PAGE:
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Somali Starvation Displacing Hungry

FILE: A Somali refugee girl on a donkey fleeing the Somali capital due to hunger, to a refugee camp, in Mogadishu, Somalia, Wednesday, May 7, 2014. Aid groups in Somalia are warning that once again in 2022, seasonal rains are failing and mass hunger could grow.

About 7.1 million Somalis -- nearly half the population -- are battling hunger, with more than 200,000 on the brink of starvation, according to UN figures issued earlier this month.

The international community is "sleepwalking" towards a catastrophic famine in Somalia, and children are dying because hospitals are at breaking point, the charity Save the Children warned on Thursday.

"Famine is bearing down on Somalia and clinics for malnourished children are close to breaking point. Children are dying now and we're in a race to stop that from happening," Save the Children's country director Mohamud Mohamed Hassan said in a statement.

Some 386,000 children face severe malnutrition, the UK-based charity said.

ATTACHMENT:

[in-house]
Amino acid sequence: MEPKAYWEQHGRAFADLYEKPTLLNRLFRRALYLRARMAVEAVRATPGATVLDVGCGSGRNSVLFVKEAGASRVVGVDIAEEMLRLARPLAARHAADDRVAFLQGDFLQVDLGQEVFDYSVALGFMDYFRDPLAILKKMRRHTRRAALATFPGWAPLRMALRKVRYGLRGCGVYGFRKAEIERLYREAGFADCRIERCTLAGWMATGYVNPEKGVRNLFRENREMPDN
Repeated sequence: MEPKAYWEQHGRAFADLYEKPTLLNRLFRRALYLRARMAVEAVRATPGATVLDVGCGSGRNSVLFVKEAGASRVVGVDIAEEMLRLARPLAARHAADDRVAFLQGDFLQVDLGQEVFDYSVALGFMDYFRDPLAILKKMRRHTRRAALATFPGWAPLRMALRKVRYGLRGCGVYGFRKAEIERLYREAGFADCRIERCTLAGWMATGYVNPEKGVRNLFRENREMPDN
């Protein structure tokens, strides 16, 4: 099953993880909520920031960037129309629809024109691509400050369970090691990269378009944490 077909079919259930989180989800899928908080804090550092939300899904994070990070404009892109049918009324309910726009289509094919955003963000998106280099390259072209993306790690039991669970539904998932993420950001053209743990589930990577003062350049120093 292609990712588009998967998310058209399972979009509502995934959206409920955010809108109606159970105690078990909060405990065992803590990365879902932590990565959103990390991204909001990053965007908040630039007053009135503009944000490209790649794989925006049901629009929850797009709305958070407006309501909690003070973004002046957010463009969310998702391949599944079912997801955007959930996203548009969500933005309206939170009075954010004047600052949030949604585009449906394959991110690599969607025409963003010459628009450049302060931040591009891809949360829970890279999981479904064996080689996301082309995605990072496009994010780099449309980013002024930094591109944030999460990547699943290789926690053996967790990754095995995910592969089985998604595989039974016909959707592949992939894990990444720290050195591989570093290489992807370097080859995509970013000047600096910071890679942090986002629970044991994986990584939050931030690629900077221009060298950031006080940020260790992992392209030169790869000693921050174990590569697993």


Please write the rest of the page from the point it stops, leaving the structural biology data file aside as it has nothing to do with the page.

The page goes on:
Some aid groups are warning that the crisis could be worse than the 2011 famine in Somalia that killed 260,000 people -- half of them children under the age of six.

The drought has also forced more than 800,000 people to flee their homes in search of help since January 2021, according to UN figures.

Aid agencies say there is a dire lack of international funding for Somalia, with calls for donations so far raising less than 30 percent of the estimated $1.46 billion needed to tackle the crisis.

Somalia and its neighbors in the Horn of Africa including Ethiopia and Kenya are experiencing the worst drought in more than 40 years following four failed rainy seasons that have decimated crops and livestock.

One of the poorest countries on the planet, Somalia is plagued by the effects of climate change and has been badly affected by the war in Ukraine that has hit global grain supplies and sent prices of basic foods and fuel soaring.

Save the Children called on the Group of Seven club of the world's richest nations meeting in Germany from this weekend to make tackling hunger and malnutrition in Somalia and across East Africa a priority.

The appeal for international aid was echoed by Norwegian Refugee Council head Jan Egeland after a visit to Somalia.

"Donors, including the neighboring Gulf countries, need to dig deep and fast before the predictions of mass starvation become fatal figures of shame," Egeland said in a statement Thursday.